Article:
HASIDIC NEW WAVE & YAKAR RHYTHMS

From The Belly of Abraham
Knitting Factory Records KFW 294

Real fusion is the point of this session, not the sort of wanking jazz-rock to which the term has been reduced through misuse. Mixing two different traditions, it features five committed members of the Jewish Alternative Movement trading riffs and rhythms with three African percussionists.

While hardly spectacular, the results at least suggest new avenues of exploration for those who refuse to be shackled by tradition. Part of the time the Hasidic New Wavers’ admixture of jazz, funk and Eastern European melodies lock steps into the Sabar throb of the trio of Senegalese drummers. Other times, trying to metaphorically mix Ashkenazi and near Ashanti culture produces as queasy a repast as spreading Romanian-Jewish chopped chicken liver onto Ethiopian Injera bread.

Ascribe the successful moments to the fact that neither band is made up of musical fundamentalists. Far from being Hasids, all of the Wavers also play pop and jazz in such combos as The Big Head (trumpeter Frank London); Babkas (drummer Aaron Alexander); and the Screaming Headless Torsos (guitarist Dave Fiuczynski and bassist Fima Ephron). Additionally, while Yakar Rhythms leader Aliounne Faye may be descended from Griots, he and his associates from Dakar are now all American residents who have worked with dance troupes and such pop stars as Stevie Wonder, Peter Gabriel and Macy Gray

Instructively enough, the true meeting ground for both groups are tunes like “Yemin HaShem”, a 19th century Hasidic nign (spiritual melody) and “Bread of Affliction” which bring out the inner James Brown super bad funk in each of the bands. On the later, composer tenor saxist Greg Wall sounds as if he’s channeling Brown bandleader/saxophonist Pee Wee Ellis, while guitarist Fiuczynski moves between Hendrixian psychedelic and Stax/Volt chunka-chunka rhythm guitar riffs. With all four drummers consistently flinging out different beats, the end product speaks to the close relationship between St. Louis, Senegal and East St. Louis, Mo. Adding Jamie Saft on organ, the former mixes its Eastern European theme with New Thing style improvisations from Wall and echoing Sabar pulses.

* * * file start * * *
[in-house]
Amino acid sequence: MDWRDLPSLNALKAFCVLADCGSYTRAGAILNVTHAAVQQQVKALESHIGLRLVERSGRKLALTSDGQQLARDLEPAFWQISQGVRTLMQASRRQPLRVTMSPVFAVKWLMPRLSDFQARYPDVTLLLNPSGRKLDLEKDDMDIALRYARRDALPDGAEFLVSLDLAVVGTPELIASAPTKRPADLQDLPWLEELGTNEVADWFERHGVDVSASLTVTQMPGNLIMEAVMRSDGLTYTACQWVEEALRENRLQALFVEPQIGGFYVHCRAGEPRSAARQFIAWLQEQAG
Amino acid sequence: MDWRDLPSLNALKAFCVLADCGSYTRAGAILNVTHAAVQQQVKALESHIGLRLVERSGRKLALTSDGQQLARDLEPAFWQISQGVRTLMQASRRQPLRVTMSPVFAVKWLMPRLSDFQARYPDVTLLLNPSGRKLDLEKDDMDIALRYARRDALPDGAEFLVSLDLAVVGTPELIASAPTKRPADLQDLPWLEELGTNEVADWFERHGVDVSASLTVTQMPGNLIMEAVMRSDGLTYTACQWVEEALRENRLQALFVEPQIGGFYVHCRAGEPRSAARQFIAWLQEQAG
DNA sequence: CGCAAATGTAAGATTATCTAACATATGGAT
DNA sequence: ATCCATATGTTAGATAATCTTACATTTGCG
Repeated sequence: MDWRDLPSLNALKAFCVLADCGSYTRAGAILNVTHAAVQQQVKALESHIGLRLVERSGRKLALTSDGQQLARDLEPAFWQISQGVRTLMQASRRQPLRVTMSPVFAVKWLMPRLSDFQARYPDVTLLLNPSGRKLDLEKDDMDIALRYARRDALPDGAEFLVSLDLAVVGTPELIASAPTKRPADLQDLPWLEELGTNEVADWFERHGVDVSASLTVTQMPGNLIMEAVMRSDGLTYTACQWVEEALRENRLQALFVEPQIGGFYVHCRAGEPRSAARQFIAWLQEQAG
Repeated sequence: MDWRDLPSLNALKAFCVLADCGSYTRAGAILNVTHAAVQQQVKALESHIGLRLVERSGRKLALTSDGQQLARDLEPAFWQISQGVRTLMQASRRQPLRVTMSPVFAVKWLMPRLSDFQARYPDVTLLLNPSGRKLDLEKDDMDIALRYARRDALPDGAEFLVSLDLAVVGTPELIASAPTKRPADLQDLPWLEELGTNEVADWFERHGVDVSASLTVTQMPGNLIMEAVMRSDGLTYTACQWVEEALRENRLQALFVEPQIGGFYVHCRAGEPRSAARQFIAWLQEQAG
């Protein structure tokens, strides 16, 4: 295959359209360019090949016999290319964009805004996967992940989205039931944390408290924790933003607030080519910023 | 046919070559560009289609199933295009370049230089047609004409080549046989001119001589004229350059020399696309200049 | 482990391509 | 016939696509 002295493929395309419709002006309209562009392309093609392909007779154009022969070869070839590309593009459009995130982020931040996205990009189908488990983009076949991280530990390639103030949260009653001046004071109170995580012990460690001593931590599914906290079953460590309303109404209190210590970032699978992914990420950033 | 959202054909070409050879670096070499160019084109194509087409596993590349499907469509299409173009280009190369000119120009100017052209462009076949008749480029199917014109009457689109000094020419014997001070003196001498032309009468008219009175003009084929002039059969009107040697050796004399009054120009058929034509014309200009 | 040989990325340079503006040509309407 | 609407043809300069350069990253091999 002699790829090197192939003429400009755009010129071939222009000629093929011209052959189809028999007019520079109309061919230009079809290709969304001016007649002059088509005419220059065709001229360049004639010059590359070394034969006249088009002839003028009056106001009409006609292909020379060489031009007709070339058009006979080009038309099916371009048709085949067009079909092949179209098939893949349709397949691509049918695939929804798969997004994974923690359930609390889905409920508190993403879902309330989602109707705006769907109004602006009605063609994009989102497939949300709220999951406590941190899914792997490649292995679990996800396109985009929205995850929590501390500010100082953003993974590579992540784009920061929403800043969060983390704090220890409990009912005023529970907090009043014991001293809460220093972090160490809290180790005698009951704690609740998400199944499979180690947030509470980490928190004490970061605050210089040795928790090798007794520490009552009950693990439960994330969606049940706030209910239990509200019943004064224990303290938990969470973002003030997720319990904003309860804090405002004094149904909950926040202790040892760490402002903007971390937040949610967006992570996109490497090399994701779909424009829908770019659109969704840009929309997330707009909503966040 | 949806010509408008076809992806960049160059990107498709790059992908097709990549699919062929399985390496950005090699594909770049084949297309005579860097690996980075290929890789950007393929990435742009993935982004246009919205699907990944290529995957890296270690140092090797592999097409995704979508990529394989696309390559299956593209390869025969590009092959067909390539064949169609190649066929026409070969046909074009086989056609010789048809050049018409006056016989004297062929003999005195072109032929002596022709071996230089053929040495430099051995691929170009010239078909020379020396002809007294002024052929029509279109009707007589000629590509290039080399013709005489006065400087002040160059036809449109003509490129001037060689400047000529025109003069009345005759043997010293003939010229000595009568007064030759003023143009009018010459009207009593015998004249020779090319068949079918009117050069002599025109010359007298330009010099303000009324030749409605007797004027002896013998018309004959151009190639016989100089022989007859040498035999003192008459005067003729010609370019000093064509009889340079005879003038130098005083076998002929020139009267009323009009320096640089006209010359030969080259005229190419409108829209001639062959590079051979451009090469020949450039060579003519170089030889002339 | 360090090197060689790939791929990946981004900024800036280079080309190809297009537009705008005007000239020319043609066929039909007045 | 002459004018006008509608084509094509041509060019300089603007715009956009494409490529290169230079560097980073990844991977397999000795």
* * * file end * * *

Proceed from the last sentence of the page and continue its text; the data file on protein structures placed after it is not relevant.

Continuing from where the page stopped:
More arty, London’s “Spirit of Jew-Jew” claims to honor the classic freedom recording and jazz musicians of the 1960s and early 1970s. Although it’s one of the few times Ephron’s bass beat can be heard clearly, the honored players used this amalgam of funk and African rhythms in a more sophisticated manner. Sure the sound is swinging enough, but the pretty horn blending suggests that this could be labelled New Thing Lite. At least the band made the effort and paid homage.

Of course as London’s “Sea of Reeds” suggests, there are still other blends that can be explored. Here building on top of a distinctive African Libou beat from the percussionists, Fiuczynski produces some road house guitar licks. Later on he comes up with a sound that suggests what would happen if a Bluegrass mandolin player improvised on an Ashkenazi melody.

Not that everything works here. There are times on other tunes where the blend merely sounds as if a Wolof percussionist had suddenly joined a bar mitzvah band. Also there’s some confusion in the packaging. Tracks #4 and #6 are labelled differently in booklet and back of CD. Listening determined that the listing below is probably correct.

Although all the sounds here initially came from Africa, they still could have been better integrated. But as an initial adventure in the Afro-Semitic Diaspora, this disc is a fine first effort.

— Ken Waxman

Track Listing: 1. Waaw Waaw 2. Yemin HaShem* 3. Bread of Affliction 4. Sea of Reeds^+ 5. Frydginator 6. The Sacred Line 7. Bo-Peep% 8. Spirit of Jew- Jew

Personnel: Frank London (trumpet); Greg Wall (tenor and soprano saxophones, clarinet); David Fiuczynski (guitar); Jamie Saft (organ)*; Fima Ephron (bass); Aaron Alexander (drums, m’bung m’bung thiol, djembe^); Aliounne Faye (n’der, m’bung m’bung thiol, tama+ djembe%); Abdoulaye Diop (m’bung m’bung thiol); Ousmane Sall (m’bung m’bung)